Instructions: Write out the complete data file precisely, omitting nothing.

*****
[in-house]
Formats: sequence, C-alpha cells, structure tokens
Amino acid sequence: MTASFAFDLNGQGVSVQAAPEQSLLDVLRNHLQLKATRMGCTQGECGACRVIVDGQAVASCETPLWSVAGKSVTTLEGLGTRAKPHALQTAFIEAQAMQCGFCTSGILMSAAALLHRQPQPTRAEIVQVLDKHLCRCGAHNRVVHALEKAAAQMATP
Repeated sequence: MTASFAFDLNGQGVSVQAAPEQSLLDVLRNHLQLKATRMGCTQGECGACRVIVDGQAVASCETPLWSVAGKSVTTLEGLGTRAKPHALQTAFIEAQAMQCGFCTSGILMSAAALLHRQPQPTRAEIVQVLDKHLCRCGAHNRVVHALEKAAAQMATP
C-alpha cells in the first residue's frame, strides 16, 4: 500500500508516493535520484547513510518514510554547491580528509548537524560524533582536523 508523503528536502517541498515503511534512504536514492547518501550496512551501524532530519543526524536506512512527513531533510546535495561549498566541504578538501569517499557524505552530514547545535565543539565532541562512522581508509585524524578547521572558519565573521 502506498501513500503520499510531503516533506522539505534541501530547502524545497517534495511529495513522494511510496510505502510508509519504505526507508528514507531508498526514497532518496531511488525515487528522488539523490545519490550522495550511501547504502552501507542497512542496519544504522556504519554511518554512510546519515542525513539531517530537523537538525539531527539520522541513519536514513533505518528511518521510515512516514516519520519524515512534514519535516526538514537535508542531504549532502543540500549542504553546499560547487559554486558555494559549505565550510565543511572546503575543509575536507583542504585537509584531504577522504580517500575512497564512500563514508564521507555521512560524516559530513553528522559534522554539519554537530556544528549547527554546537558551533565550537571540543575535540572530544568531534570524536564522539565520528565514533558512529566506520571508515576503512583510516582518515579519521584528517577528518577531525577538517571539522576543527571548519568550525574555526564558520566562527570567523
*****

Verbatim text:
[in-house]
Formats: sequence, C-alpha cells, structure tokens
Amino acid sequence: MTASFAFDLNGQGVSVQAAPEQSLLDVLRNHLQLKATRMGCTQGECGACRVIVDGQAVASCETPLWSVAGKSVTTLEGLGTRAKPHALQTAFIEAQAMQCGFCTSGILMSAAALLHRQPQPTRAEIVQVLDKHLCRCGAHNRVVHALEKAAAQMATP
Repeated sequence: MTASFAFDLNGQGVSVQAAPEQSLLDVLRNHLQLKATRMGCTQGECGACRVIVDGQAVASCETPLWSVAGKSVTTLEGLGTRAKPHALQTAFIEAQAMQCGFCTSGILMSAAALLHRQPQPTRAEIVQVLDKHLCRCGAHNRVVHALEKAAAQMATP
C-alpha cells in the first residue's frame, strides 16, 4: 500500500508516493535520484547513510518514510554547491580528509548537524560524533582536523 508523503528536502517541498515503511534512504536514492547518501550496512551501524532530519543526524536506512512527513531533510546535495561549498566541504578538501569517499557524505552530514547545535565543539565532541562512522581508509585524524578547521572558519565573521 502506498501513500503520499510531503516533506522539505534541501530547502524545497517534495511529495513522494511510496510505502510508509519504505526507508528514507531508498526514497532518496531511488525515487528522488539523490545519490550522495550511501547504502552501507542497512542496519544504522556504519554511518554512510546519515542525513539531517530537523537538525539531527539520522541513519536514513533505518528511518521510515512516514516519520519524515512534514519535516526538514537535508542531504549532502543540500549542504553546499560547487559554486558555494559549505565550510565543511572546503575543509575536507583542504585537509584531504577522504580517500575512497564512500563514508564521507555521512560524516559530513553528522559534522554539519554537530556544528549547527554546537558551533565550537571540543575535540572530544568531534570524536564522539565520528565514533558512529566506520571508515576503512583510516582518515579519521584528517577528518577531525577538517571539522576543527571548519568550525574555526564558520566562527570567523